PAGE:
I’m particularly excited about our work with the Chinese FDA to provide a more efficient and consistent mechanism for testing, review, and approval of medicines and vaccines—using international standards. This would be a game changer in getting quality products into and out of China.

There is another critical intersection emerging between what you do and what we do—and that’s what I’d like to talk about today.

The questions driving your research agendas today in biotech and pharma—and the problems we’re trying to solve in global health—are starting to converge in exciting ways. Many of the solutions you’re working on—harnessing the immune system to tackle cancer, unraveling the mysteries of the brain to treat Alzheimer’s, and learning how bodies absorb nutrition to address the obesity epidemic and other diseases—also have clear applications in global health.

The global health community may not be thinking as much about treatments for cancer, but we need to understand the immune system to tackle deadly diseases like HIV, malaria, and TB.

We aren’t focused on the neurodegenerative diseases commonly associated with aging, but we are concerned about the cognitive development of hundreds of millions of young children in poor countries.

We aren’t dealing with a crisis of obesity in Africa and South Asia, but we are trying to address its inverse, a crisis of stunting, wasting, and undernutrition.

You may be interested in developing products for rich-world markets, but the breakthroughs happening in your labs can also save millions of lives in the world’s poorest countries.

In health and medicine, we learn by analogy. We borrow insights from other fields. And when we ask one kind of question about key systems like the immune system, the brain, or our human microbiota, the answers may also apply to a totally different line of questioning.

A few months ago, a headline caught my eye in The Wall Street Journal. The story was one of many that have highlighted how the HIV virus’s genetic machinery can be used as a tool to modify T-cells so they are capable of attacking specific cancers.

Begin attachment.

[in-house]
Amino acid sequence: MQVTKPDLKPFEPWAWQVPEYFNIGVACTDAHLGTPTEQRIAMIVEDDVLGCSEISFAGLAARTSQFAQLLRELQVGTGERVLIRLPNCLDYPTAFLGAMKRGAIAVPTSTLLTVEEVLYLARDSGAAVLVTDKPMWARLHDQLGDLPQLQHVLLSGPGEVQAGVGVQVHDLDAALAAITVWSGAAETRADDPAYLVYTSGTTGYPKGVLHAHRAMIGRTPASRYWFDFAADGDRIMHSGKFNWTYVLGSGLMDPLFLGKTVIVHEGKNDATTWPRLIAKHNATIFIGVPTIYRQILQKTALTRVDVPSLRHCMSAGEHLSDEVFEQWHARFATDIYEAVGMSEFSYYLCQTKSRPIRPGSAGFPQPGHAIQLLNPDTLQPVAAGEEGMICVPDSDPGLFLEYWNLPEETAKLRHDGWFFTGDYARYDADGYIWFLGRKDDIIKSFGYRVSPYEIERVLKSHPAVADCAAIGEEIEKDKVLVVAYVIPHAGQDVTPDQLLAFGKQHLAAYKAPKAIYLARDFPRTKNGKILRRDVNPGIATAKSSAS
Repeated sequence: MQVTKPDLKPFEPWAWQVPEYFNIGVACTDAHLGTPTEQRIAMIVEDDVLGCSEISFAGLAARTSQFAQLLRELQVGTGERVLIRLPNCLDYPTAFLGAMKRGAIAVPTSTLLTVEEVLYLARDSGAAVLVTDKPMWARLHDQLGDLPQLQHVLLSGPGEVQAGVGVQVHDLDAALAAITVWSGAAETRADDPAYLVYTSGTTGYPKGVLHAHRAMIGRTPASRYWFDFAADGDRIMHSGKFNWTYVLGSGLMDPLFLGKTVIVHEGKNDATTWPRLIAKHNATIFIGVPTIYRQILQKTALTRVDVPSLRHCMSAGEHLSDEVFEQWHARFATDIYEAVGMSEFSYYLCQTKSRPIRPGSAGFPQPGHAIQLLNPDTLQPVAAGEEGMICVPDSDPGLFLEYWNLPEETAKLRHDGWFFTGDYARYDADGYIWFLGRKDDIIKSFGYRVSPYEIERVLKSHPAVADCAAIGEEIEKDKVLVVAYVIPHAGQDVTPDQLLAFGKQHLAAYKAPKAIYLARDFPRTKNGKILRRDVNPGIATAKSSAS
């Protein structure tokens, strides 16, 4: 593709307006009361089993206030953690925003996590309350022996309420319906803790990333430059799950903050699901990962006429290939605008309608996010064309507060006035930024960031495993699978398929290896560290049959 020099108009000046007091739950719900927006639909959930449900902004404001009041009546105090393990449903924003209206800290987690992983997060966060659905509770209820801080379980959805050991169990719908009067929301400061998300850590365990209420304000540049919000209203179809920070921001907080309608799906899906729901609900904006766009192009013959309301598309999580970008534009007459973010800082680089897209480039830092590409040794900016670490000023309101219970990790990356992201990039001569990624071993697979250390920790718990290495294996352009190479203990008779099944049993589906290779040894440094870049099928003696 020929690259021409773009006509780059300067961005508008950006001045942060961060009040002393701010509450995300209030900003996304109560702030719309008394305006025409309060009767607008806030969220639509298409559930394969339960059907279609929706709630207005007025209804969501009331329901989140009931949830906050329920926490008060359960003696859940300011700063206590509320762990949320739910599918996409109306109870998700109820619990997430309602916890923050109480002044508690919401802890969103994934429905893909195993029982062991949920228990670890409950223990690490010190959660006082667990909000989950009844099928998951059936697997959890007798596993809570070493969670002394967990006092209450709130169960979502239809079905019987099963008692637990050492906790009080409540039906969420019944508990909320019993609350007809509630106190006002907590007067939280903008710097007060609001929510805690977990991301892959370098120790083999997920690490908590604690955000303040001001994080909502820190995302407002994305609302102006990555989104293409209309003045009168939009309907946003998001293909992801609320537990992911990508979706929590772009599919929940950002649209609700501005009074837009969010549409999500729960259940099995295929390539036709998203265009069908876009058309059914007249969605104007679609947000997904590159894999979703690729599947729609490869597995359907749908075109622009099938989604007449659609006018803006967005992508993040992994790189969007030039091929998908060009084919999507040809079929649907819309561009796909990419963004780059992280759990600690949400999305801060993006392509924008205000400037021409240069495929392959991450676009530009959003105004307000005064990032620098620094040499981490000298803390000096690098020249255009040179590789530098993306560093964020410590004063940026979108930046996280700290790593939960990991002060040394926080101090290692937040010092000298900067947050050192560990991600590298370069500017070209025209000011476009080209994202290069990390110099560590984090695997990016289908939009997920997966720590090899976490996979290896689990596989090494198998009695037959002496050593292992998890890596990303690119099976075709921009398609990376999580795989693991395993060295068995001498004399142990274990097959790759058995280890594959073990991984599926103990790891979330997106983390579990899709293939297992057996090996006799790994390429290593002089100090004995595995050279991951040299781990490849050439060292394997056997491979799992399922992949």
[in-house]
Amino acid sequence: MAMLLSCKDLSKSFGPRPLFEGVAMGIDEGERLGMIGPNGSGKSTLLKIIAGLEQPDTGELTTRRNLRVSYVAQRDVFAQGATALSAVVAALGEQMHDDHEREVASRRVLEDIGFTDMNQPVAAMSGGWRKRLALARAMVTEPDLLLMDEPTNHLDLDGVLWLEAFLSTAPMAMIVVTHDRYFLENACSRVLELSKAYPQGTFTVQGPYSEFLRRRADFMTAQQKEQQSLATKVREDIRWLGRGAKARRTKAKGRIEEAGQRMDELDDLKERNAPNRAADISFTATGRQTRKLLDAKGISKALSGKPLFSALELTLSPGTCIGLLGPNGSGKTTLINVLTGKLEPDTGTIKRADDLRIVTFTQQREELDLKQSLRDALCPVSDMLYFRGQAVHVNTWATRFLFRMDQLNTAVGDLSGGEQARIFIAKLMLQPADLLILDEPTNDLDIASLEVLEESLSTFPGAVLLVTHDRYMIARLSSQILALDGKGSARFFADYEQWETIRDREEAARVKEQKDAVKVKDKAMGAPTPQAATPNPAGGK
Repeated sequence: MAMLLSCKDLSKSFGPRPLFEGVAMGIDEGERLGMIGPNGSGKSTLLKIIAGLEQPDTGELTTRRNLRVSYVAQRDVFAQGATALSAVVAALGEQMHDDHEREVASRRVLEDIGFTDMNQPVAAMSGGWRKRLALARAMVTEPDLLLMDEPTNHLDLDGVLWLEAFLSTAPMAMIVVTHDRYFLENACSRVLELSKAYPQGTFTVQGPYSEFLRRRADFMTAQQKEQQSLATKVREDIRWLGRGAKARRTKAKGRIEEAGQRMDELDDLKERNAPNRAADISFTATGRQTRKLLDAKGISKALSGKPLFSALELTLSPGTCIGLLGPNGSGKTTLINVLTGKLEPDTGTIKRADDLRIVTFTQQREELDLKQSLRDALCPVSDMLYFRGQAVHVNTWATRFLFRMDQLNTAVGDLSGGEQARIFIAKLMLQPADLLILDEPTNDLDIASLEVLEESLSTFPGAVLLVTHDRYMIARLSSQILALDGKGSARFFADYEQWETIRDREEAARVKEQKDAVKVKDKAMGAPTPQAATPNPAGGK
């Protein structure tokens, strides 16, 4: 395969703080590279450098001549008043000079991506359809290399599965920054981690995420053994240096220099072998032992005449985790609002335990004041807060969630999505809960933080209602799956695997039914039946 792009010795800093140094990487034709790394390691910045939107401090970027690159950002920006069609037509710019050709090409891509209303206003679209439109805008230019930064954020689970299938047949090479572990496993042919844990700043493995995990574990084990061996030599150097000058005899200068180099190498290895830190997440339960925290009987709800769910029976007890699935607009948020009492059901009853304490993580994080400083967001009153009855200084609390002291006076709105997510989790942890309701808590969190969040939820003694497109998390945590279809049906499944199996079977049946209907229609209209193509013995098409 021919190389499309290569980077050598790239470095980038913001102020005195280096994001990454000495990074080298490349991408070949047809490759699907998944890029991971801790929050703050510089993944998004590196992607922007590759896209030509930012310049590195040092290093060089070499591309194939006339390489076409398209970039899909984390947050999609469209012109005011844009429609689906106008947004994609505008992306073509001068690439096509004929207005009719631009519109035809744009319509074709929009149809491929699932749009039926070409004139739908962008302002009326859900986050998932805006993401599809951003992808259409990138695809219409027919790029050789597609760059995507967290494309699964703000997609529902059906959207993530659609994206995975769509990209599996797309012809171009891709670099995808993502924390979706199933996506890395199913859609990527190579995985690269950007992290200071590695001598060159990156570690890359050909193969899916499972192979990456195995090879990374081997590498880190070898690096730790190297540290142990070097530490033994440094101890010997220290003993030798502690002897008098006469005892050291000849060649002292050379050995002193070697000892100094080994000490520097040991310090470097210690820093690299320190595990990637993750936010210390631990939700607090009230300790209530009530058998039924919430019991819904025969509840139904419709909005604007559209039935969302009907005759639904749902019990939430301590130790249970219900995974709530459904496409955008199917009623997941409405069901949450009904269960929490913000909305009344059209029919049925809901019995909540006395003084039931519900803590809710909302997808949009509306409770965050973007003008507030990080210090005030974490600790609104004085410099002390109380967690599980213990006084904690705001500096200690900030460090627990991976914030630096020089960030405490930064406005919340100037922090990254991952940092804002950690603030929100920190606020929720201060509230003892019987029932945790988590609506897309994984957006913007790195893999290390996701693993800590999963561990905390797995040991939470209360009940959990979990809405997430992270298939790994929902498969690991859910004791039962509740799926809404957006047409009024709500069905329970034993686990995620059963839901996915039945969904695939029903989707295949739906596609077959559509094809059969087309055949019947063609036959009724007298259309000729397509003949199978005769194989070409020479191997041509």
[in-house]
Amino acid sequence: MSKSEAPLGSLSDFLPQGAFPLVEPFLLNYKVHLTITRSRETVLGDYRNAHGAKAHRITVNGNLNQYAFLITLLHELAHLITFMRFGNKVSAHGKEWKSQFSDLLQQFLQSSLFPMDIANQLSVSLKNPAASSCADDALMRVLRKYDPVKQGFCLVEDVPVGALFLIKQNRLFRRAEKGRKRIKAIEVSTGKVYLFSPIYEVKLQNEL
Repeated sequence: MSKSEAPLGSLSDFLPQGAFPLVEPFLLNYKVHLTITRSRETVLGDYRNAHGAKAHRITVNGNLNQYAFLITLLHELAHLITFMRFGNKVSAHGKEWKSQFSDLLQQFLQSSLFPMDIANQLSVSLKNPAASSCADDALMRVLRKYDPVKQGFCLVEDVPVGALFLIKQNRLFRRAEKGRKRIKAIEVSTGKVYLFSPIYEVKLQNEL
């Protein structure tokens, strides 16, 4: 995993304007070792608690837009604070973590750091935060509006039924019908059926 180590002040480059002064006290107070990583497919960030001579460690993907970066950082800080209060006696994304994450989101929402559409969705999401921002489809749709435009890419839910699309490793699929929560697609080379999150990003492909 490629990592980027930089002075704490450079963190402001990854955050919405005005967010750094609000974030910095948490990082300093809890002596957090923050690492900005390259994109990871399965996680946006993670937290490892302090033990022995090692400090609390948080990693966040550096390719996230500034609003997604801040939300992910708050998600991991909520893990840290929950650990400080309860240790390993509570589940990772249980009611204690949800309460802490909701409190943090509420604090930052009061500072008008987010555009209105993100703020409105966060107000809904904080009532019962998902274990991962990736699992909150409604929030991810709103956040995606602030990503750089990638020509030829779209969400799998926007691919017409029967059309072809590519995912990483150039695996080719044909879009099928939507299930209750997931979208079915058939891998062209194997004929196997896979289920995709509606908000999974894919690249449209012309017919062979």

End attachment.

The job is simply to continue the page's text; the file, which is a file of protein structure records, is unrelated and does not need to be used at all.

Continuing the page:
I’m confident that a decade from now, we’ll see a headline that says: “How Cancer Tools are Helping Cure HIV.”

Of course, it’s not quite that simple. Immunotherapy today works only against certain types of cancers and only in certain patients. And, like cancer, infectious diseases such as HIV, TB, and malaria have complex interactions with the immune system of infected individuals.

But there is reason to hope that the insights uncovered in ongoing immunotherapy research for cancer will eventually help us control all infectious diseases. This would be a huge victory for humanity—and potentially a significant market for the life sciences.

Others seem to think so too. Venture capitalists like Bob Nelsen and Bob More have helped raise over $500 million for VIR Biotechnology—including funding from us—to discover and develop treatments for serious infectious diseases.

We are also investors in Immunocore, which is using T-cell technology to help stimulate the body’s immune system. Initially, Immunocore’s “T-cell receptor” technology targeted cancers, but it could also be applied against infectious diseases.

We are backing companies like CureVac and Moderna on mRNA approaches for vaccine and drug development, which have the potential to help us tackle cancer. This approach is also intriguing as a potential immunological intervention for HIV, malaria, flu and the Zika virus.
And mRNA vaccines are likely to be cheaper, easier, and faster to make than traditional vaccines. This would be particularly helpful in containing epidemics—whether they occur through nature or are the result of an intentional biological attack. Today, it typically takes up to 10 years to develop and license a new vaccine. To significantly curb deaths from a fast-moving airborne pathogen, we would have to get that down considerably—to 90 days or less.

Of course, fighting infectious disease is only one of the global health challenges that demand our attention. Another is newborn health. Despite the great progress in reducing child mortality, nearly 5 million children under the age of five will die this year—close to half in the first 28 days of life.